Viewing Warren's complaint and his response to the District's motion to dismiss together, as did the district court, we discern the following allegations: prison officials used common needles to draw blood from Warren and members of his "pod," deprived him of medication for a month, locked him down "for no apparent reason," forced him to "lay [sic] on the cold floor naked between 15 to 20 hours everyday [sic]," denied him "cell running water or toilet water [for] over 72 hours, weeks at a time," sprayed tear gas "everyday [sic] in the cells and pods," and destroyed his property. Warren alleges that, as a result of this mistreatment, he caught pneumonia, suffered a mild stroke, and became infected by "yellow jaundice" (from the needle).

Warren claims the District "knew or should have known" about his mistreatment yet did not act to stop it. He describes several ways in which the District learned or should have learned about his situation: his own complaints to the mayor and to Department of Corrections Director Odie Washington, his wife's telephone calls, newspaper articles describing the mistreatment of prisoners at Youngstown, and the activities of a contract monitor appointed pursuant to the settlement of a class action brought by the Youngstown prisoners against the District and the Corrections Corporation.

Under Monell, municipalities are liable for their agents' constitutional torts only if the agents acted pursuant to municipal policy or custom. 436 U.S. at 694, 98 S.Ct. at 2037-38. Respondeat superior does not apply. Id. In order to state a claim against a municipality, the plaintiff therefore must allege not only a violation of his rights under the Constitution or federal law, but also that the municipality's custom or policy caused the violation. See Collins v. City of Harker Heights, 503 U.S. 115, 123-24, 112 S.Ct. 1061, 1067-68, 117 L.Ed.2d 261 (1992); Baker v. District of Columbia, 326 F.3d 1302, 1306 (D.C.Cir.2003).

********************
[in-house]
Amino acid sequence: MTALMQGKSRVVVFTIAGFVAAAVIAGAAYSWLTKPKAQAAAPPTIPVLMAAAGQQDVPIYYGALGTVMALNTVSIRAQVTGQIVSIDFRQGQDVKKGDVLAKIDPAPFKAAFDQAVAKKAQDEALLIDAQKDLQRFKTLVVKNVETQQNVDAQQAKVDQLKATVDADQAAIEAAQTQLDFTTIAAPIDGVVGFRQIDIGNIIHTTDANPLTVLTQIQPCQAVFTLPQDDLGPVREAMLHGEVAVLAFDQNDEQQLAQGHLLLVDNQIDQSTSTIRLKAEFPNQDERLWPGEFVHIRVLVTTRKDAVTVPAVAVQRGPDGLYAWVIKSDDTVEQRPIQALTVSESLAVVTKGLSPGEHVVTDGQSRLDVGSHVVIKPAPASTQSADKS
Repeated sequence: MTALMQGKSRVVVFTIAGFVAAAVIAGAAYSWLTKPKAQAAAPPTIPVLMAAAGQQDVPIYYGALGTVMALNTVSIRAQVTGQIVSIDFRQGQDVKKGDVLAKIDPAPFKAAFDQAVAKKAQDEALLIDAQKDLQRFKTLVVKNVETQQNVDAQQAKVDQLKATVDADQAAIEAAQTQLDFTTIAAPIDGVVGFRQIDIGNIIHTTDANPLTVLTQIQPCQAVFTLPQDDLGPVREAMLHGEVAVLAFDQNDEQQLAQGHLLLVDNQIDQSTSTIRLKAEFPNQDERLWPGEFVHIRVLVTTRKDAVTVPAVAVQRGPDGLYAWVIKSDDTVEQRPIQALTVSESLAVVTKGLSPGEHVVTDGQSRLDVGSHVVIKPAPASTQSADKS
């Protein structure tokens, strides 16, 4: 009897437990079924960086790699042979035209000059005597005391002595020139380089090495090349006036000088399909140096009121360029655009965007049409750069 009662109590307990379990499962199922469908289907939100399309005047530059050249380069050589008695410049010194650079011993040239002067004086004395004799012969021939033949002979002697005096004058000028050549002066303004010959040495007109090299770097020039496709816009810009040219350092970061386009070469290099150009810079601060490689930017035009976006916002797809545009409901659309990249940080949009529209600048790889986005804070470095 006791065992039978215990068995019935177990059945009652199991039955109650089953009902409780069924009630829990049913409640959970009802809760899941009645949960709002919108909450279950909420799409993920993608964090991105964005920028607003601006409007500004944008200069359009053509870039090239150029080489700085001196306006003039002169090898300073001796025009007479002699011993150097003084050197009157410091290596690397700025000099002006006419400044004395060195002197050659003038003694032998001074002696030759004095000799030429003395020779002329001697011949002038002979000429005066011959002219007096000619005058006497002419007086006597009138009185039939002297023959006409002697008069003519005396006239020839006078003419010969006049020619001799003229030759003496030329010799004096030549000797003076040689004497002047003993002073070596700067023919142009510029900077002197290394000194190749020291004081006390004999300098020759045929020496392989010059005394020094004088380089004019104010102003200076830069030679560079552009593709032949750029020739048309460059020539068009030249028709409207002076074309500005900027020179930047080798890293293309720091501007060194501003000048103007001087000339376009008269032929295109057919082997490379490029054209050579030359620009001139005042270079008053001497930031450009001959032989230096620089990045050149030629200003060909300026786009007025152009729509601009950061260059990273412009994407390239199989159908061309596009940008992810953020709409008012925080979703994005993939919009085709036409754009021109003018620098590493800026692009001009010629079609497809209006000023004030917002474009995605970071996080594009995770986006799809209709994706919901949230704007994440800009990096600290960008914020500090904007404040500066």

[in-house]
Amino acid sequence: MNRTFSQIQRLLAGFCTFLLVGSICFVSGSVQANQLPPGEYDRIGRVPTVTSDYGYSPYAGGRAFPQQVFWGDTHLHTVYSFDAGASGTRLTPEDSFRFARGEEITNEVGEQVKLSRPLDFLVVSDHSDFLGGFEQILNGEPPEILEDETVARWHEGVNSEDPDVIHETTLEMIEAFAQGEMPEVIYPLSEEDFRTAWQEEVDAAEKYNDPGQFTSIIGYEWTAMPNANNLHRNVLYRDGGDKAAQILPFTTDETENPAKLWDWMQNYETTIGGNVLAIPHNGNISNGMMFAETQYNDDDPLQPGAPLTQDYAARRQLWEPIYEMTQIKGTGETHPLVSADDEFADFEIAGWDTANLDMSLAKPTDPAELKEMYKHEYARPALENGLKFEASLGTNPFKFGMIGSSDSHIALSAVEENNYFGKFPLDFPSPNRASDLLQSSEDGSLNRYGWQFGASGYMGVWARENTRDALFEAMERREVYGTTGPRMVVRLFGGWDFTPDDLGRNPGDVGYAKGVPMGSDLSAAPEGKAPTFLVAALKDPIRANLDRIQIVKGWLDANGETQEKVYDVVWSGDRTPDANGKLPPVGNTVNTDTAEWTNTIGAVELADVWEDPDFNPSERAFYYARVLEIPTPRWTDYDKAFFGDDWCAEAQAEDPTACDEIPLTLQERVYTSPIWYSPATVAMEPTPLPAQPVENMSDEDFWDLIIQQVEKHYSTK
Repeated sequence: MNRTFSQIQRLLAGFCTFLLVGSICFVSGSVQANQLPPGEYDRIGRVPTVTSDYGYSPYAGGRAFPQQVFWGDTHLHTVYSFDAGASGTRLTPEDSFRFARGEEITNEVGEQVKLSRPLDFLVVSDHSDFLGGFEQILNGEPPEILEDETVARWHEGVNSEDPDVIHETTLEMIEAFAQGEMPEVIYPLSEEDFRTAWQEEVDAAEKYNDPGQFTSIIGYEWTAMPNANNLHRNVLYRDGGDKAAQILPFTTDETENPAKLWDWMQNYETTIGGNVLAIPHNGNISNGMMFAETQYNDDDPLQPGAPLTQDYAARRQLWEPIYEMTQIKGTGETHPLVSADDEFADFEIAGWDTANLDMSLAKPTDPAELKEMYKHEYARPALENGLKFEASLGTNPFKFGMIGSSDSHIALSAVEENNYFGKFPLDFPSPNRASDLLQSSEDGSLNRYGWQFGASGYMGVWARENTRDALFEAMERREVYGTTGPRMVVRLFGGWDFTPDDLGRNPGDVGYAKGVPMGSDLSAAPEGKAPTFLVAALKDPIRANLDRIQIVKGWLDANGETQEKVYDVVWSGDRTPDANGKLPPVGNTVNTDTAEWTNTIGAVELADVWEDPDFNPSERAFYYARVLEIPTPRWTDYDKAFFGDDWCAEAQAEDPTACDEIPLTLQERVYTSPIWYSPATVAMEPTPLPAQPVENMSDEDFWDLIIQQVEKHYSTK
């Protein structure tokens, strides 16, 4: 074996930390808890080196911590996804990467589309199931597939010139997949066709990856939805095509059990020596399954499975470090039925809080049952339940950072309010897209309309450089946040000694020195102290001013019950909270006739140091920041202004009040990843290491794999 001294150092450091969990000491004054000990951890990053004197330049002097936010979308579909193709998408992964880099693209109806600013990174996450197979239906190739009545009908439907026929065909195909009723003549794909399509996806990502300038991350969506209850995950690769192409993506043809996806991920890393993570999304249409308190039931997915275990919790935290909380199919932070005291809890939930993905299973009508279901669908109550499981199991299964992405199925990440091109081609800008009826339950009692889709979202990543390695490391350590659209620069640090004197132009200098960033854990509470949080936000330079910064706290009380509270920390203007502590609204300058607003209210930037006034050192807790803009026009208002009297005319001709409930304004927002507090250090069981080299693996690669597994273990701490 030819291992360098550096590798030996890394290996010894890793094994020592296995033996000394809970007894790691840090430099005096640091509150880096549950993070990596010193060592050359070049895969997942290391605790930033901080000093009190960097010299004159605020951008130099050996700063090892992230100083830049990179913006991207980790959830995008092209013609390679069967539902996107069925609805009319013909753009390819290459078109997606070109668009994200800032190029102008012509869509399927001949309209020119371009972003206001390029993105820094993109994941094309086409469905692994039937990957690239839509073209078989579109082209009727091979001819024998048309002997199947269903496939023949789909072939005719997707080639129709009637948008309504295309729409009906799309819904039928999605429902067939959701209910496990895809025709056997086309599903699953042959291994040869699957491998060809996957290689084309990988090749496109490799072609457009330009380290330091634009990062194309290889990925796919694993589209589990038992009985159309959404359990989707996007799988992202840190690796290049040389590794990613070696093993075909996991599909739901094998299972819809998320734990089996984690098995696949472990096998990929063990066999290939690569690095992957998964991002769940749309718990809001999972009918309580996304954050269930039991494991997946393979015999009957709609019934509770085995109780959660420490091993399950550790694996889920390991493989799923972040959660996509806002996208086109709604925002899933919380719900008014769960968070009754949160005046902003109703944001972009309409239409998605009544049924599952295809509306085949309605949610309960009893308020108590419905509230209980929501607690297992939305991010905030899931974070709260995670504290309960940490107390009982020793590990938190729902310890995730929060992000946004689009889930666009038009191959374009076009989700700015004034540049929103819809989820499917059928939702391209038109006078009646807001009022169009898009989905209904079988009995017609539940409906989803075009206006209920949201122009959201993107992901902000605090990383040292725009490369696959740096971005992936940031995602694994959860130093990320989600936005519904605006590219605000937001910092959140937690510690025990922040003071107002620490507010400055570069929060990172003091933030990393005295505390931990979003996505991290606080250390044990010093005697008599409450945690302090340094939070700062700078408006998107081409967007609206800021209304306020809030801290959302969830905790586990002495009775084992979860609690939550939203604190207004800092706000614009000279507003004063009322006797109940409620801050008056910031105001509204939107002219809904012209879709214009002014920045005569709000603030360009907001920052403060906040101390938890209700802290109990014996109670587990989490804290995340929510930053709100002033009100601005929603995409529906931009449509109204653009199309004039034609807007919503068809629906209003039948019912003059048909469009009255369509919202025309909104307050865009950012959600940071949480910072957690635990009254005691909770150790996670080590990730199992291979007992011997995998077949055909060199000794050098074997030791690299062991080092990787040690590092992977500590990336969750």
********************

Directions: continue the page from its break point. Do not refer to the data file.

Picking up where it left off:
The District argues that the district court properly dismissed the complaint because Warren failed to allege any constitutional violations. The District never mentioned this argument in the district court but thinks Dandridge v. Williams, 397 U.S. 471, 476 n.6, 90 S.Ct. 1153, 1157 n.6, 25 L.Ed.2d 491 (1970), allows a prevailing party to defend the judgment on any ground. The law is otherwise. The Supreme Court has entrusted to the discretion of the courts of appeals the "matter of what questions may be taken up and resolved for the first time on appeal." Singleton v. Wulff, 428 U.S. 106, 121, 96 S.Ct. 2868, 2877-78, 49 L.Ed.2d 826 (1976). In this court, the general rule is that a prevailing party may defend the judgment on any ground decided or raised below. See Rogers v. District of Columbia, 194 F.3d 174 (D.C.Cir.1999); District of Columbia v. Air Florida, Inc., 750 F.2d 1077, 1084-85 (D.C.Cir.1984). That too is the general rule in the Supreme Court. See, e.g., Granfinanciera, S.A. v. Nordberg, 492 U.S. 33, 38-39, 109 S.Ct. 2782, 2788-89, 106 L.Ed.2d 26 (1989). While we have discretion to consider issues not presented to the district court, Roosevelt v. E.I. DuPont de Nemours & Co., 958 F.2d 416, 419 n. 5 (D.C.Cir.1992), the District has offered us no good reason for departing from our general rule. If on remand the District continues to believe that Warren has not alleged constitutional violations, it may file an appropriate motion. Nothing we say in this opinion resolves the issues the District wishes to raise here for the first time.